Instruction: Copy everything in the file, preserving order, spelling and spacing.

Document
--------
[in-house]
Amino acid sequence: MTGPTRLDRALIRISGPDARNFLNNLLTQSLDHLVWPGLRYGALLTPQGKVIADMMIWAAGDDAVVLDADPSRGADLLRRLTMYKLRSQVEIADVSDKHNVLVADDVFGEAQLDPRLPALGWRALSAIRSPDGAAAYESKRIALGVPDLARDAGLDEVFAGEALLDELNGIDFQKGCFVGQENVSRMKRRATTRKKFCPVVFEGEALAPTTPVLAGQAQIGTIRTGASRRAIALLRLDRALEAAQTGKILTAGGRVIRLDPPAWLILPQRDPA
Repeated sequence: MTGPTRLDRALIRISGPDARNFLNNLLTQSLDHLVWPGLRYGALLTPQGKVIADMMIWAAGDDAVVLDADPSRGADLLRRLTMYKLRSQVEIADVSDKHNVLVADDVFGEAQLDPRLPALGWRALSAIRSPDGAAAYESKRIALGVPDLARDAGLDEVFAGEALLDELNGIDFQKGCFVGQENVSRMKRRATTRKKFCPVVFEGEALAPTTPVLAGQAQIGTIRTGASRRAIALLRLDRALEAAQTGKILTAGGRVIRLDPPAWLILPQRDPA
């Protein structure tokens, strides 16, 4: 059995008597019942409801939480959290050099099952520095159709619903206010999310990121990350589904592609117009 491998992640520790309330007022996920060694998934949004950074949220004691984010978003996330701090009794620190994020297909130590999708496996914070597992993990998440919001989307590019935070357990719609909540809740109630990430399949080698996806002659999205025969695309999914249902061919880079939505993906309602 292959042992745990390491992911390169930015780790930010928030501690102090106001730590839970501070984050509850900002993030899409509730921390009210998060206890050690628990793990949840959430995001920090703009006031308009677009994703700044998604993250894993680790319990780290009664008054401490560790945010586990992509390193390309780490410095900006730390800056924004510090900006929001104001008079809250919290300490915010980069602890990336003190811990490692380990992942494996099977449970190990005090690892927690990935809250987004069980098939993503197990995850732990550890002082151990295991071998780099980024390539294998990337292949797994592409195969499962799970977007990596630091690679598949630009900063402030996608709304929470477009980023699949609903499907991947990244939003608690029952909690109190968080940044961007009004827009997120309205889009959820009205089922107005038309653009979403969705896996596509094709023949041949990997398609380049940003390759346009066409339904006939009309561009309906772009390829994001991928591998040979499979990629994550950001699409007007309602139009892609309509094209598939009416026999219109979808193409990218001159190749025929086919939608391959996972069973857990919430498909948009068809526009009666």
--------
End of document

[in-house]
Amino acid sequence: MTGPTRLDRALIRISGPDARNFLNNLLTQSLDHLVWPGLRYGALLTPQGKVIADMMIWAAGDDAVVLDADPSRGADLLRRLTMYKLRSQVEIADVSDKHNVLVADDVFGEAQLDPRLPALGWRALSAIRSPDGAAAYESKRIALGVPDLARDAGLDEVFAGEALLDELNGIDFQKGCFVGQENVSRMKRRATTRKKFCPVVFEGEALAPTTPVLAGQAQIGTIRTGASRRAIALLRLDRALEAAQTGKILTAGGRVIRLDPPAWLILPQRDPA
Repeated sequence: MTGPTRLDRALIRISGPDARNFLNNLLTQSLDHLVWPGLRYGALLTPQGKVIADMMIWAAGDDAVVLDADPSRGADLLRRLTMYKLRSQVEIADVSDKHNVLVADDVFGEAQLDPRLPALGWRALSAIRSPDGAAAYESKRIALGVPDLARDAGLDEVFAGEALLDELNGIDFQKGCFVGQENVSRMKRRATTRKKFCPVVFEGEALAPTTPVLAGQAQIGTIRTGASRRAIALLRLDRALEAAQTGKILTAGGRVIRLDPPAWLILPQRDPA
């Protein structure tokens, strides 16, 4: 059995008597019942409801939480959290050099099952520095159709619903206010999310990121990350589904592609117009 491998992640520790309330007022996920060694998934949004950074949220004691984010978003996330701090009794620190994020297909130590999708496996914070597992993990998440919001989307590019935070357990719609909540809740109630990430399949080698996806002659999205025969695309999914249902061919880079939505993906309602 292959042992745990390491992911390169930015780790930010928030501690102090106001730590839970501070984050509850900002993030899409509730921390009210998060206890050690628990793990949840959430995001920090703009006031308009677009994703700044998604993250894993680790319990780290009664008054401490560790945010586990992509390193390309780490410095900006730390800056924004510090900006929001104001008079809250919290300490915010980069602890990336003190811990490692380990992942494996099977449970190990005090690892927690990935809250987004069980098939993503197990995850732990550890002082151990295991071998780099980024390539294998990337292949797994592409195969499962799970977007990596630091690679598949630009900063402030996608709304929470477009980023699949609903499907991947990244939003608690029952909690109190968080940044961007009004827009997120309205889009959820009205089922107005038309653009979403969705896996596509094709023949041949990997398609380049940003390759346009066409339904006939009309561009309906772009390829994001991928591998040979499979990629994550950001699409007007309602139009892609309509094209598939009416026999219109979808193409990218001159190749025929086919939608391959996972069973857990919430498909948009068809526009009666």